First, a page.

Job postings for the final quarter of last year were 23% lower than the same period in 2019, new figures from IrishJobs.ie show.
However, despite being in the grip of a third wave of Covid-19 cases, the e-recruitment platform said Ireland’s employment market is now showing positive signs of recovery as job vacancies saw a 5% quarterly increase in the final quarter of 2020.
The most resilient sectors in 2020 include science, pharmaceutical and food (up 161% year-on-year), medical professionals and healthcare (up 123% year-on-year) and IT (up 49% year-on-year).
However, sectors most vulnerable to a tightening of public health restrictions continue to bear the brunt of the Covid-19 downturn with the tourism, travel, and airline sector (down 96% year-on-year), hotels and catering (down 82% year-on-year), and beauty, hair care, leisure and sport sectors (down 56% year-on-year) all suffering sharp declines.
“When we look at our latest IrishJobs.ie Jobs Index, what becomes apparent is the sheer resilience of Irish businesses who have adapted and adjusted quickly to the new Covid reality,” Orla Moran, General Manager of IrishJobs.ie, said.
“As we continue to navigate through the pandemic in coming months, Government must factor this potentially unequal recovery into its economic planning,” Ms Moran said, adding that sufficient support measures for those directly impacted by prolonged closures and restrictions need to be devised.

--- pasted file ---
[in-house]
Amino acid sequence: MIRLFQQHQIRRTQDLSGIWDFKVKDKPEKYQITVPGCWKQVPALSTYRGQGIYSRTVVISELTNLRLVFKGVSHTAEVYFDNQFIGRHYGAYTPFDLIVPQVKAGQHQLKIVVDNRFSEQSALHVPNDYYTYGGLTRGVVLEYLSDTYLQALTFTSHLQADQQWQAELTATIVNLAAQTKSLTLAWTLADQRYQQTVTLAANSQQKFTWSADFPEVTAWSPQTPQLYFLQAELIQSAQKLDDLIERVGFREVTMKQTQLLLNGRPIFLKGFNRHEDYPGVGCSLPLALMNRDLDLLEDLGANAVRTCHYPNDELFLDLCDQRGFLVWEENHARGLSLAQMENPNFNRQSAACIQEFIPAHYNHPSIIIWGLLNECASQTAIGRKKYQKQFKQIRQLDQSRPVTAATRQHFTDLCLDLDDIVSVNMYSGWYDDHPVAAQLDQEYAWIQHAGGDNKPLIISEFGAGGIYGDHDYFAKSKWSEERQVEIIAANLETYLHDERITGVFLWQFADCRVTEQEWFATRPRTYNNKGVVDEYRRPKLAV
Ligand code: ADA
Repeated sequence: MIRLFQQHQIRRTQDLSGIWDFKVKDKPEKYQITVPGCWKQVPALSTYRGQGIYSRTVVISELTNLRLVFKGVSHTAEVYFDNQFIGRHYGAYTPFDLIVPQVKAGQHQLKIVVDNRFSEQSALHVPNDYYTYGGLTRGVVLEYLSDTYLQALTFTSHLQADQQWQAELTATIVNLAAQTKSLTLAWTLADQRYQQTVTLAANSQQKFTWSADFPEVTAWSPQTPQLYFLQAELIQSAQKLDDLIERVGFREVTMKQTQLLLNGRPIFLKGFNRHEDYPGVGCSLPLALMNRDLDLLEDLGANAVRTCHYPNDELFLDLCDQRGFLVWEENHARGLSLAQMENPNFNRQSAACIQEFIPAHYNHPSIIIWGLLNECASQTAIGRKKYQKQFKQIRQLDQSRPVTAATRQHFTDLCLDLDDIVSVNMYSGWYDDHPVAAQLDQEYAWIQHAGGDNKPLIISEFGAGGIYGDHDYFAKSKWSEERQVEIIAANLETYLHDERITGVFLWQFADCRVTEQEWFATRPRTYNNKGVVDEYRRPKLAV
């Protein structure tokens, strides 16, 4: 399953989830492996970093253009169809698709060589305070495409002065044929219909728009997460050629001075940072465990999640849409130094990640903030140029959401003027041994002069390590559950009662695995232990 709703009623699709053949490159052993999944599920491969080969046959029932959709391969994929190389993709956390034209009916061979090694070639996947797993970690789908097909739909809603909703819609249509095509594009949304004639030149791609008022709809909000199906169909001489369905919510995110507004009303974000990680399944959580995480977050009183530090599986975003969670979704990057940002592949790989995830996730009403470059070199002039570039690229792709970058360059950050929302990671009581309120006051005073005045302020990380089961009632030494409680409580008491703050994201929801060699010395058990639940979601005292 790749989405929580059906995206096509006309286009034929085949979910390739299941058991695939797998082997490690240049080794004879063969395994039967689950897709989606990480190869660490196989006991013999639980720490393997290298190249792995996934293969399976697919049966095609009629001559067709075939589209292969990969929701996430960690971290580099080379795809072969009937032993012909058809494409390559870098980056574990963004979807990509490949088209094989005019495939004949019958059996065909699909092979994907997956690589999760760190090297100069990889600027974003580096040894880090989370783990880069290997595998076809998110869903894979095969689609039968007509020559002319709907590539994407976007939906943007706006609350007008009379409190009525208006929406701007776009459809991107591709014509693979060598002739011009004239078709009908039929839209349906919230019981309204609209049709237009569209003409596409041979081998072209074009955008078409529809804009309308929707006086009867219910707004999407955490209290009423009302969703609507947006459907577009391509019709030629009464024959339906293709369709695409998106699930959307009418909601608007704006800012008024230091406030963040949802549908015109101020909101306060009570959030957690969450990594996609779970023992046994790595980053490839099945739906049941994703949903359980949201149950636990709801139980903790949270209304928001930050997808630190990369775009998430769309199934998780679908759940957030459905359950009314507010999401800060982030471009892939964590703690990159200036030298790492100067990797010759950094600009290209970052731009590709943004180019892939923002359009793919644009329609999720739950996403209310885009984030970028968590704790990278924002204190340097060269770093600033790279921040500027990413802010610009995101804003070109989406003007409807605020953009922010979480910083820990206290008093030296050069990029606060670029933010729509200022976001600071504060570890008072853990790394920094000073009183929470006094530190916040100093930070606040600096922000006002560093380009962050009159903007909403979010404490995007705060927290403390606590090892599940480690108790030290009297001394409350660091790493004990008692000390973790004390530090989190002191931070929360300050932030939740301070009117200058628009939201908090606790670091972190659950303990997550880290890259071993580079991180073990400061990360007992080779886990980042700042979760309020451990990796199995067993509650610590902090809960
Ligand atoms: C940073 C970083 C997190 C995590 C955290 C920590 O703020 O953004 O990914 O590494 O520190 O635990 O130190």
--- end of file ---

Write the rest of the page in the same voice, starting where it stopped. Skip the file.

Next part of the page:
Unsurprisingly, the platform’s job index also shows a sharp demand for remote working opportunities last year with a 53% increase in people searching for work-from-home roles from January to December 2020.
The number of jobs that offer working-from-home as a location, has experienced an exponential increase of 1754% compared to this time last year, with a quarterly increase of 50% in the final quarter of 2020.
“Working from home has been a long-discussed practice in Ireland, and the Covid pandemic has certainly accelerated its uptake,” Ms Moran said.
“However, while the introduction of remote working may be an obvious choice for most employers in the current environment, it must also be a longer-term consideration when managing the return to the workplace.”
“The demand for working-from-home opportunities is continually growing amongst career seekers and following the Government’s recent announcement on the proposed National Remote Working Strategy which gives employees the right to request remote working, this is something that all employers will be confronted with once workplaces are able to reopen,” she concluded.